That's the background of Frank Herbert's universe. As with several other seminal works of science fiction, Herbert's novel Dune is said to have inspired movies like "Star Wars." 1984's "Dune" offers bits and pieces of the background I described above (and I left out many other details; it's a rich and complex world that Herbert created), often through loads of expository dialogue and, on top of that, voiceover narration giving us various characters' inner thoughts as well as Princess Irulan's insights (Irulan is daughter of Emperor Shaddam). A person who knows nothing of Herbert's novel might be forgiven for coming into Lynch's "Dune" cold and not understanding a damn thing.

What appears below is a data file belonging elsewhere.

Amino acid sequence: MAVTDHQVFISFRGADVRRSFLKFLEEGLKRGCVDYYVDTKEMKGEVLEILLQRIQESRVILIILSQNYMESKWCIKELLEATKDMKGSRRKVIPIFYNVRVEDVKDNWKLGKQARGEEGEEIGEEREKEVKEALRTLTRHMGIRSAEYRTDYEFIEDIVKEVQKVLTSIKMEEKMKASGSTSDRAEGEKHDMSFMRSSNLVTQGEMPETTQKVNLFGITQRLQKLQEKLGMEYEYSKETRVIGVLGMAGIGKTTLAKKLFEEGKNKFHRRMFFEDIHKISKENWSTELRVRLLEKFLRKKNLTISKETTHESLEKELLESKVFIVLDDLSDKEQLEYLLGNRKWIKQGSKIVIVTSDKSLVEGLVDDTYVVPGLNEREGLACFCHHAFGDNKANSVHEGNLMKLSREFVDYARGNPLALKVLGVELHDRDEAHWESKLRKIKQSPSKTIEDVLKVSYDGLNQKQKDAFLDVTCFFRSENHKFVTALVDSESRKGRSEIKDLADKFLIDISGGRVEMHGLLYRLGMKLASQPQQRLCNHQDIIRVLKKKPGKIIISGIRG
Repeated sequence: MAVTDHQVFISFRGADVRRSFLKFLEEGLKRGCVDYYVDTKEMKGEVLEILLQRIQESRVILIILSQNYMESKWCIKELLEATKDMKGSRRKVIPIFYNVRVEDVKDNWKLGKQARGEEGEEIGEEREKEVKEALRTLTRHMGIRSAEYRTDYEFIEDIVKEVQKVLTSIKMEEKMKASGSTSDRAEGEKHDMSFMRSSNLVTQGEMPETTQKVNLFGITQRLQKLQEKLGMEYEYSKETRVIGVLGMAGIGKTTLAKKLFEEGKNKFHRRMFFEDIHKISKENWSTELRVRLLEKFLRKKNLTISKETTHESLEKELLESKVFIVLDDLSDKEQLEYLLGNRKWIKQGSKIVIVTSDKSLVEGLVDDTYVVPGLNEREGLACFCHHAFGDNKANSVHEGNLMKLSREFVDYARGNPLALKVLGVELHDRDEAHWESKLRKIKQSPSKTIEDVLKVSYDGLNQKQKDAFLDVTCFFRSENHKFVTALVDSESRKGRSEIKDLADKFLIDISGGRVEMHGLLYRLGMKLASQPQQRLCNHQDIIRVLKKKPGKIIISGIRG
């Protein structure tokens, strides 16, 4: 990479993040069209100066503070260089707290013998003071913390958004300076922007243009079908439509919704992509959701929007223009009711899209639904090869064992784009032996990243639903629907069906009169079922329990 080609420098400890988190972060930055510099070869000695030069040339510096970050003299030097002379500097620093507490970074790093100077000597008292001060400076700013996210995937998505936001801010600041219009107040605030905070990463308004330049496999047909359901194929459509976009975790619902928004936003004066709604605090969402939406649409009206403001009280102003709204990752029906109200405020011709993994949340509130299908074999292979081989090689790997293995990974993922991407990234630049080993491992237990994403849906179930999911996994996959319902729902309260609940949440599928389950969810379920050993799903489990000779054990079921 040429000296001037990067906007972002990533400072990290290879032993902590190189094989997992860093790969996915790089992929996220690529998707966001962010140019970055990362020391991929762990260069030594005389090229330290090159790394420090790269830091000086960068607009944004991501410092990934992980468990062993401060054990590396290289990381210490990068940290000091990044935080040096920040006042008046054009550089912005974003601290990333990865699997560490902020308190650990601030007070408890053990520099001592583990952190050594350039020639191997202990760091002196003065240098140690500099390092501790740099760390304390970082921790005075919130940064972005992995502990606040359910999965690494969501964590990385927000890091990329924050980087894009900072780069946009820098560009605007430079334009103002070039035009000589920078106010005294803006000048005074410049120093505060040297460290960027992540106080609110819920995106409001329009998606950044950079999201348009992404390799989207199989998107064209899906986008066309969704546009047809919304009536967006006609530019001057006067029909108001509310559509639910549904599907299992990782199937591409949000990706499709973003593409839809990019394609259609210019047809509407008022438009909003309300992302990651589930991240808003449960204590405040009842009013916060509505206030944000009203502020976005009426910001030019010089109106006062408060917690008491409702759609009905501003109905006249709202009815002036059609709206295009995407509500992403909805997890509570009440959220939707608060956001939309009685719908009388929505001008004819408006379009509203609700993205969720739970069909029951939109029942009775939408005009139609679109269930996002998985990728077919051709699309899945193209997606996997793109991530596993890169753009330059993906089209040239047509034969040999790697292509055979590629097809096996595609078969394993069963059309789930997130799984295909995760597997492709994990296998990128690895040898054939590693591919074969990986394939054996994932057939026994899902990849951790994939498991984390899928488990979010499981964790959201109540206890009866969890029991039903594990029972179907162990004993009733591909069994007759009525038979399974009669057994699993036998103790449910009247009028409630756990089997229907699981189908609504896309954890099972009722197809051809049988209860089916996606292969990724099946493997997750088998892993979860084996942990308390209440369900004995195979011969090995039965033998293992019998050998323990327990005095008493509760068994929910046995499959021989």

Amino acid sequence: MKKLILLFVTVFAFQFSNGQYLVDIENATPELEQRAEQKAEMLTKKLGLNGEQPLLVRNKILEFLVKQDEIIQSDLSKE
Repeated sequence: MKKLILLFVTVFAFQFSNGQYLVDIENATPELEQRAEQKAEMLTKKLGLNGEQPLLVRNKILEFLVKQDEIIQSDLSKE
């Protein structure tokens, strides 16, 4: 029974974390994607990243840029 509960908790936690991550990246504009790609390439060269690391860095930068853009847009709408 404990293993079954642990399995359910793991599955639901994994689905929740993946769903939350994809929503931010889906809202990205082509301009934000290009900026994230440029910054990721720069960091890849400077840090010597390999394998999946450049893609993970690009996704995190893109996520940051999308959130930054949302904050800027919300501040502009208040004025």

"Dune" nevertheless has some positive qualities. Believe it or not, Lynch's movie actually contains faithful recreations of many story beats from the novel, including lines from the novel that have been reproduced word-for-word in the dialogue we hear. "Dune" also features some ambitious sets and costume designs, and the sandworms—which play a huge role in all versions of this story—aren't too bad-looking for 1984-era special effects. "Dune," despite its poor reputation, also contains plenty of iconic moments—images that the viewer will retain long after the movie has ended. One of the creepier images has Paul's little baby sister Alia standing victoriously on the field of battle, holding a knife and smiling while the wind whips around her in slow motion, making her look like a four-year-old Santa Muerte. The ensemble cast for the film is also fairly impressive. Kyle MacLachlan plays Paul Atreides; Jürgen Prochnow is Duke Leto Atreides; Francesca Annis is Lady Jessica; Kenneth McMillan is Baron Harkonnen; Patrick Stewart is Gurney Halleck; José Ferrer is Emperor Shaddam IV; Siân Phillips is the Reverend Mother Gaius Helen Mohiam; Sean Young is Chani; Dean Stockwell is traitorous Doctor Wellington Yueh; Max von Sydow is Dr. Kynes, also known as Liet; Alicia Witt is Alia. It's a talented cast, and I've named only a fraction of the people involved.